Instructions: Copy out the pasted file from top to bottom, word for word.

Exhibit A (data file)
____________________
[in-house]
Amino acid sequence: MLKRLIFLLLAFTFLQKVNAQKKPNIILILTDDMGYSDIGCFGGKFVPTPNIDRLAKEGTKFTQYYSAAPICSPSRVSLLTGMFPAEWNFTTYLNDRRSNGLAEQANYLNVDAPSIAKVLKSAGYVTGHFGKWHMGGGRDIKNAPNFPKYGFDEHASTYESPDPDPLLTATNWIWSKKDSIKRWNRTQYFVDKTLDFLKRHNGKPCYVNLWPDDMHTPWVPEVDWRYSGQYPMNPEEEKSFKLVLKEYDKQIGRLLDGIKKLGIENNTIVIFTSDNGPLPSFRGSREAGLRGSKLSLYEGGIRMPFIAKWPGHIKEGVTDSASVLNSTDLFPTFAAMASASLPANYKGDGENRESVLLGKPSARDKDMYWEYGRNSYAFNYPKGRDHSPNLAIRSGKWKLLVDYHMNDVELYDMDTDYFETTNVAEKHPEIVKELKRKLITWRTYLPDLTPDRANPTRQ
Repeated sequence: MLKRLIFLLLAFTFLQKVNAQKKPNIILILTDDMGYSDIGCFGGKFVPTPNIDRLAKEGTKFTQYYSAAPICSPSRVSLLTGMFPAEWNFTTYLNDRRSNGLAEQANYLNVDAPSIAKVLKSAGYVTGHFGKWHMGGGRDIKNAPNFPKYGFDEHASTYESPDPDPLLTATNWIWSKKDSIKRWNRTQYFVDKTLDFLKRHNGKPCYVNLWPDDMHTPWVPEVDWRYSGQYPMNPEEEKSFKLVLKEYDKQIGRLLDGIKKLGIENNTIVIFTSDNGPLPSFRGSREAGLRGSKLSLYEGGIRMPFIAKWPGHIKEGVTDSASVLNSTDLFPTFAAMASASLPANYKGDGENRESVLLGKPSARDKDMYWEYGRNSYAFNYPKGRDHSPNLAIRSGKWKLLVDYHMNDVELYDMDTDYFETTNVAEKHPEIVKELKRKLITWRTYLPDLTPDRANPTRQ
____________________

[in-house]
Amino acid sequence: MLKRLIFLLLAFTFLQKVNAQKKPNIILILTDDMGYSDIGCFGGKFVPTPNIDRLAKEGTKFTQYYSAAPICSPSRVSLLTGMFPAEWNFTTYLNDRRSNGLAEQANYLNVDAPSIAKVLKSAGYVTGHFGKWHMGGGRDIKNAPNFPKYGFDEHASTYESPDPDPLLTATNWIWSKKDSIKRWNRTQYFVDKTLDFLKRHNGKPCYVNLWPDDMHTPWVPEVDWRYSGQYPMNPEEEKSFKLVLKEYDKQIGRLLDGIKKLGIENNTIVIFTSDNGPLPSFRGSREAGLRGSKLSLYEGGIRMPFIAKWPGHIKEGVTDSASVLNSTDLFPTFAAMASASLPANYKGDGENRESVLLGKPSARDKDMYWEYGRNSYAFNYPKGRDHSPNLAIRSGKWKLLVDYHMNDVELYDMDTDYFETTNVAEKHPEIVKELKRKLITWRTYLPDLTPDRANPTRQ
Repeated sequence: MLKRLIFLLLAFTFLQKVNAQKKPNIILILTDDMGYSDIGCFGGKFVPTPNIDRLAKEGTKFTQYYSAAPICSPSRVSLLTGMFPAEWNFTTYLNDRRSNGLAEQANYLNVDAPSIAKVLKSAGYVTGHFGKWHMGGGRDIKNAPNFPKYGFDEHASTYESPDPDPLLTATNWIWSKKDSIKRWNRTQYFVDKTLDFLKRHNGKPCYVNLWPDDMHTPWVPEVDWRYSGQYPMNPEEEKSFKLVLKEYDKQIGRLLDGIKKLGIENNTIVIFTSDNGPLPSFRGSREAGLRGSKLSLYEGGIRMPFIAKWPGHIKEGVTDSASVLNSTDLFPTFAAMASASLPANYKGDGENRESVLLGKPSARDKDMYWEYGRNSYAFNYPKGRDHSPNLAIRSGKWKLLVDYHMNDVELYDMDTDYFETTNVAEKHPEIVKELKRKLITWRTYLPDLTPDRANPTRQ